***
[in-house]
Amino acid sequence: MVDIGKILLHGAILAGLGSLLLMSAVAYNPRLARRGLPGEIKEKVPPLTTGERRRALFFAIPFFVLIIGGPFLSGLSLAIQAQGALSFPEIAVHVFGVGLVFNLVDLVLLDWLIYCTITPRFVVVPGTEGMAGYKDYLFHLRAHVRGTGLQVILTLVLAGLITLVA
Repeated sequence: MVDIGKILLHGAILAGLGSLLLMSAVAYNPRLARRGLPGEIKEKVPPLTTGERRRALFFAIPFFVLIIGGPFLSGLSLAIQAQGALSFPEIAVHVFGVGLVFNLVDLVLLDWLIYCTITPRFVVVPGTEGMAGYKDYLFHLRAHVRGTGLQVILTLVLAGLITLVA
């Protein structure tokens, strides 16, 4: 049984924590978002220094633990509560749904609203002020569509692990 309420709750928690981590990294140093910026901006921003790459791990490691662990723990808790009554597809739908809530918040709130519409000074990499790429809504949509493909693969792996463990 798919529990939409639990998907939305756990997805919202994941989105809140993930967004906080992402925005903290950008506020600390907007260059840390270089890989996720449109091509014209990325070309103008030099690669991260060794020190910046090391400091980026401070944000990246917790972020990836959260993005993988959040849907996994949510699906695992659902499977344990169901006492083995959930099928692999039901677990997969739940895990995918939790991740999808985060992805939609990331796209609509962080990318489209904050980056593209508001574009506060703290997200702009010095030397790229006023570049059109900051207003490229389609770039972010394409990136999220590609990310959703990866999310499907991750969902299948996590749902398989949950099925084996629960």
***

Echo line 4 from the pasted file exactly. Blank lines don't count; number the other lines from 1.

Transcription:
């Protein structure tokens, strides 16, 4: 049984924590978002220094633990509560749904609203002020569509692990 309420709750928690981590990294140093910026901006921003790459791990490691662990723990808790009554597809739908809530918040709130519409000074990499790429809504949509493909693969792996463990 798919529990939409639990998907939305756990997805919202994941989105809140993930967004906080992402925005903290950008506020600390907007260059840390270089890989996720449109091509014209990325070309103008030099690669991260060794020190910046090391400091980026401070944000990246917790972020990836959260993005993988959040849907996994949510699906695992659902499977344990169901006492083995959930099928692999039901677990997969739940895990995918939790991740999808985060992805939609990331796209609509962080990318489209904050980056593209508001574009506060703290997200702009010095030397790229006023570049059109900051207003490229389609770039972010394409990136999220590609990310959703990866999310499907991750969902299948996590749902398989949950099925084996629960």